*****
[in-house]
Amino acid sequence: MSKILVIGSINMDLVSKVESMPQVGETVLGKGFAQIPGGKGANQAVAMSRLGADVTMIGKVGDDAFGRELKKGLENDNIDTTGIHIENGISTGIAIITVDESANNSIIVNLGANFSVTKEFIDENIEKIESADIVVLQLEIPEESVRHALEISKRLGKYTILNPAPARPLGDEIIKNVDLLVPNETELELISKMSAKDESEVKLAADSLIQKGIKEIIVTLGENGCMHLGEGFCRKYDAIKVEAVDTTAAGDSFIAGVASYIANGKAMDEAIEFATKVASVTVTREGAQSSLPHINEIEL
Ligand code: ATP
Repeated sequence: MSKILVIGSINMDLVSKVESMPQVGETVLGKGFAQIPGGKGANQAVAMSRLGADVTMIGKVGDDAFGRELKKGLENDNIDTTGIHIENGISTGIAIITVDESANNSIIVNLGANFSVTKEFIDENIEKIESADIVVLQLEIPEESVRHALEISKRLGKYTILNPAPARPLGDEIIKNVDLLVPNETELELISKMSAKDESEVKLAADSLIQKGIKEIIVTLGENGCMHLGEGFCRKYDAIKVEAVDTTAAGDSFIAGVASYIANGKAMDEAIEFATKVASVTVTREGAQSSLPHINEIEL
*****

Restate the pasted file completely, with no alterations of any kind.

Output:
[in-house]
Amino acid sequence: MSKILVIGSINMDLVSKVESMPQVGETVLGKGFAQIPGGKGANQAVAMSRLGADVTMIGKVGDDAFGRELKKGLENDNIDTTGIHIENGISTGIAIITVDESANNSIIVNLGANFSVTKEFIDENIEKIESADIVVLQLEIPEESVRHALEISKRLGKYTILNPAPARPLGDEIIKNVDLLVPNETELELISKMSAKDESEVKLAADSLIQKGIKEIIVTLGENGCMHLGEGFCRKYDAIKVEAVDTTAAGDSFIAGVASYIANGKAMDEAIEFATKVASVTVTREGAQSSLPHINEIEL
Ligand code: ATP
Repeated sequence: MSKILVIGSINMDLVSKVESMPQVGETVLGKGFAQIPGGKGANQAVAMSRLGADVTMIGKVGDDAFGRELKKGLENDNIDTTGIHIENGISTGIAIITVDESANNSIIVNLGANFSVTKEFIDENIEKIESADIVVLQLEIPEESVRHALEISKRLGKYTILNPAPARPLGDEIIKNVDLLVPNETELELISKMSAKDESEVKLAADSLIQKGIKEIIVTLGENGCMHLGEGFCRKYDAIKVEAVDTTAAGDSFIAGVASYIANGKAMDEAIEFATKVASVTVTREGAQSSLPHINEIEL